I am very used to working with seeing in arcseconds, but sometimes I come across the seeing in cm, e.g. here.

I have looked online for a way to convert from one to the other, but I can't find any. How would this be done?

  • 1
    $\begingroup$ Do you have an example you could point to for seeing stated in cm? The reason I ask is because you can't specify seeing in physical distance units like cm in a general way. You could possibly do it for a specific instrument if you know that instruments plate scale but really that's just converting the angular size of the seeing to the physical size for that instrument only. I've never seen anyone do such a thing though. $\endgroup$
    – zephyr
    Oct 16 '17 at 15:59
  • $\begingroup$ Here for example: royac.iac.es/seeing.html $\endgroup$
    – Coolcrab
    Oct 16 '17 at 16:01
  • $\begingroup$ And I agree with what you are saying, this is why it is confusing for me. They say that the 'true' seeing which doesn't help $\endgroup$
    – Coolcrab
    Oct 16 '17 at 16:04

Seeing is typically measured as the FWHM of the seeing disk, but can also be expressed though the Fried parameter $r_0$, which measures the size, or strength, of the parcels of gas that cause the turbulence in the atmosphere. The relation between the two is (e.g. Vernin & Munoz-Tunon 1995) $$ \text{seeing} = 0.98\frac{\lambda}{r_0}, $$ where $\lambda$ is the wavelength of the light.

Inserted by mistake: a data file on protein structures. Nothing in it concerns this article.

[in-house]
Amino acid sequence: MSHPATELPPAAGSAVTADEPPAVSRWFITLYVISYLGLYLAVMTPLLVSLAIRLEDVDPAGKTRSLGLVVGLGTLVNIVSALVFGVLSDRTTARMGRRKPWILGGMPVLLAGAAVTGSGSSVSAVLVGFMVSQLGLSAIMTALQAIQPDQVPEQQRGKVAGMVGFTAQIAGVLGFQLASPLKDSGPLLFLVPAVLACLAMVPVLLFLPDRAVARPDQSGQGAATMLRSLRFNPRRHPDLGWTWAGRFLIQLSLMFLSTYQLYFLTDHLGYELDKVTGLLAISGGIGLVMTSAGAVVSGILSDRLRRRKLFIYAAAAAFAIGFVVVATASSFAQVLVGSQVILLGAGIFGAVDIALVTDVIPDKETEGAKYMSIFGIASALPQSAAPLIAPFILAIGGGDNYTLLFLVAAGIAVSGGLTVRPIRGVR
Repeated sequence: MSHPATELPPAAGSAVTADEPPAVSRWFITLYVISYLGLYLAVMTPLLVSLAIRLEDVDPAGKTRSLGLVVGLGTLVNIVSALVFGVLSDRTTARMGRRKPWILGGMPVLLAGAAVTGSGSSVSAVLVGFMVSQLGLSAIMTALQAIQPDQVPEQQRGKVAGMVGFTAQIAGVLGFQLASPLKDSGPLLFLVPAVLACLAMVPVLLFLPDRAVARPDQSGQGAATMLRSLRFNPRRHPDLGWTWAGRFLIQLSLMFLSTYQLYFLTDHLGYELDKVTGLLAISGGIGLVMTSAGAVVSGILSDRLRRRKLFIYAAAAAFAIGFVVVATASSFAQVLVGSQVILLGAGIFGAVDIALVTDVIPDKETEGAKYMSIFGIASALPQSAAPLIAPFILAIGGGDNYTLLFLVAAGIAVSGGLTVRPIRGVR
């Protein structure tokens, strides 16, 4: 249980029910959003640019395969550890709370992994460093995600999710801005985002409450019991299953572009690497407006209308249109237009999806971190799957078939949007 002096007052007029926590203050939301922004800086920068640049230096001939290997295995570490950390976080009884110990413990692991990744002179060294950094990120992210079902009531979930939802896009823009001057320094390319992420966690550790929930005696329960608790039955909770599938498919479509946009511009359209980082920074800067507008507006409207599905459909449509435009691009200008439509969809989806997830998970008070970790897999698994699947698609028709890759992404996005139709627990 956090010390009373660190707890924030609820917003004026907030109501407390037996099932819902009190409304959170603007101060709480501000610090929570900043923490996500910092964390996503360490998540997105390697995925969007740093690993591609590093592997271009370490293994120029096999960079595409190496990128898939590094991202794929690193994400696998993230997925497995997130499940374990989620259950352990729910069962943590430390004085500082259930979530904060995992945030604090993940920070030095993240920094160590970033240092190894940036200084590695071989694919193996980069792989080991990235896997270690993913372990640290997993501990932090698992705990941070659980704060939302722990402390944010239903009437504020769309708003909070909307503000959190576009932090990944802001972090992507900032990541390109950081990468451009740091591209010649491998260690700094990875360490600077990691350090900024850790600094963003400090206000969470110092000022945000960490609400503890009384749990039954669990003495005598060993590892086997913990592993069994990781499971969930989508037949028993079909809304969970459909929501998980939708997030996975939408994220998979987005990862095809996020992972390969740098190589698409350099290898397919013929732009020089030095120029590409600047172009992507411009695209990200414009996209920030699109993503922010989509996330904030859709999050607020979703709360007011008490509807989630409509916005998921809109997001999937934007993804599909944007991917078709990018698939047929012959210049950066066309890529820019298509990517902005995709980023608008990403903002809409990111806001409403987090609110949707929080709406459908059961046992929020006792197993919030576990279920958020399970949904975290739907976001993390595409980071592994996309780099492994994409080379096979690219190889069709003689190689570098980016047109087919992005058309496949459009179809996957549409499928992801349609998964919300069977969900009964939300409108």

$r_0$ can by calculated by integrating the "turbulence strength" along the line of sight$^\dagger\!\!$, and scales as $\lambda^{6/5}\!$. Because of this dependence, the "usual" seeing has only a weak ($\lambda^{-1/5}$) dependence on wavelength.

From the Wikipedia article on seeing:

At visible wavelengths, $r_0$ varies from 20 cm at the best locations to 5 cm at typical sea-level sites

$\dagger$Actually, $r_0$ refers to a distance corresponding to the line of sight towars zenith; observing at an angle $\zeta$ from zenith introduces a factor $\cos^{3/5}\!\zeta$.


Your Answer

By clicking “Post Your Answer”, you agree to our terms of service, privacy policy and cookie policy

Not the answer you're looking for? Browse other questions tagged or ask your own question.